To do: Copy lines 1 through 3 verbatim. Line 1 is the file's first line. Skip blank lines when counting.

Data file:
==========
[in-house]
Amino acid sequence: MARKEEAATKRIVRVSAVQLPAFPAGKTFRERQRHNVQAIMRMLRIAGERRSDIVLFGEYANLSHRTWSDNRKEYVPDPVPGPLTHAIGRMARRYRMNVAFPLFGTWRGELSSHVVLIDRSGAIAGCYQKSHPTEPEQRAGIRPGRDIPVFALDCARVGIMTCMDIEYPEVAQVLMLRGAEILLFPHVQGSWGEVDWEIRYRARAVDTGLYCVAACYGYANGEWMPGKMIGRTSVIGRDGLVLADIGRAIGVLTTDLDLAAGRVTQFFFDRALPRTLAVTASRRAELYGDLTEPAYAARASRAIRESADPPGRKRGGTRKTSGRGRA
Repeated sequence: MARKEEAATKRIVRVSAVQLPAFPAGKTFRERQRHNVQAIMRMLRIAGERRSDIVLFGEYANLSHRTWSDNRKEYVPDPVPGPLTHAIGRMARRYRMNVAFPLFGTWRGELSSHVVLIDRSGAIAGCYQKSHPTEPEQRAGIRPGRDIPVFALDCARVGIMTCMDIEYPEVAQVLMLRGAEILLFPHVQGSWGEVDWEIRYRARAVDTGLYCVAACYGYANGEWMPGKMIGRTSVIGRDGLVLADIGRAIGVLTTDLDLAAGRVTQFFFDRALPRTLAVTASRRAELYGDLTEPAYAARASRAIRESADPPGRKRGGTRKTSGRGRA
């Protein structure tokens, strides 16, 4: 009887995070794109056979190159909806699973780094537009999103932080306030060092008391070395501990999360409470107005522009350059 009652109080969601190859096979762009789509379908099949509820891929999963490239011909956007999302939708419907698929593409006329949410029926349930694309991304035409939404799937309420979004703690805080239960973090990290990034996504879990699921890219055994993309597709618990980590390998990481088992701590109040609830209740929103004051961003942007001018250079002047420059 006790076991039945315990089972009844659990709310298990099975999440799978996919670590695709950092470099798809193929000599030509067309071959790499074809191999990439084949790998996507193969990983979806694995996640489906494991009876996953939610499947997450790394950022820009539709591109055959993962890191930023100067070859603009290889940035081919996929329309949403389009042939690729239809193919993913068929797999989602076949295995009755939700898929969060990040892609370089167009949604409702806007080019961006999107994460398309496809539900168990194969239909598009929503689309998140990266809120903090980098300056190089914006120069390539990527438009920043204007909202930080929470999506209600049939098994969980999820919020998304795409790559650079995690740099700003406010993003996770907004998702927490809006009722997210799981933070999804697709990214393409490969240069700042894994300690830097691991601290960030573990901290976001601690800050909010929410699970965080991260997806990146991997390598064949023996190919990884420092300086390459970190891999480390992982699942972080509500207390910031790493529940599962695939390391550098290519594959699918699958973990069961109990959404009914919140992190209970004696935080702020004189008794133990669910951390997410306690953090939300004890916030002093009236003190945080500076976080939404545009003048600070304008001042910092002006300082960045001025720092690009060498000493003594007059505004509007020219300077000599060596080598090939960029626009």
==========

[in-house]
Amino acid sequence: MARKEEAATKRIVRVSAVQLPAFPAGKTFRERQRHNVQAIMRMLRIAGERRSDIVLFGEYANLSHRTWSDNRKEYVPDPVPGPLTHAIGRMARRYRMNVAFPLFGTWRGELSSHVVLIDRSGAIAGCYQKSHPTEPEQRAGIRPGRDIPVFALDCARVGIMTCMDIEYPEVAQVLMLRGAEILLFPHVQGSWGEVDWEIRYRARAVDTGLYCVAACYGYANGEWMPGKMIGRTSVIGRDGLVLADIGRAIGVLTTDLDLAAGRVTQFFFDRALPRTLAVTASRRAELYGDLTEPAYAARASRAIRESADPPGRKRGGTRKTSGRGRA
Repeated sequence: MARKEEAATKRIVRVSAVQLPAFPAGKTFRERQRHNVQAIMRMLRIAGERRSDIVLFGEYANLSHRTWSDNRKEYVPDPVPGPLTHAIGRMARRYRMNVAFPLFGTWRGELSSHVVLIDRSGAIAGCYQKSHPTEPEQRAGIRPGRDIPVFALDCARVGIMTCMDIEYPEVAQVLMLRGAEILLFPHVQGSWGEVDWEIRYRARAVDTGLYCVAACYGYANGEWMPGKMIGRTSVIGRDGLVLADIGRAIGVLTTDLDLAAGRVTQFFFDRALPRTLAVTASRRAELYGDLTEPAYAARASRAIRESADPPGRKRGGTRKTSGRGRA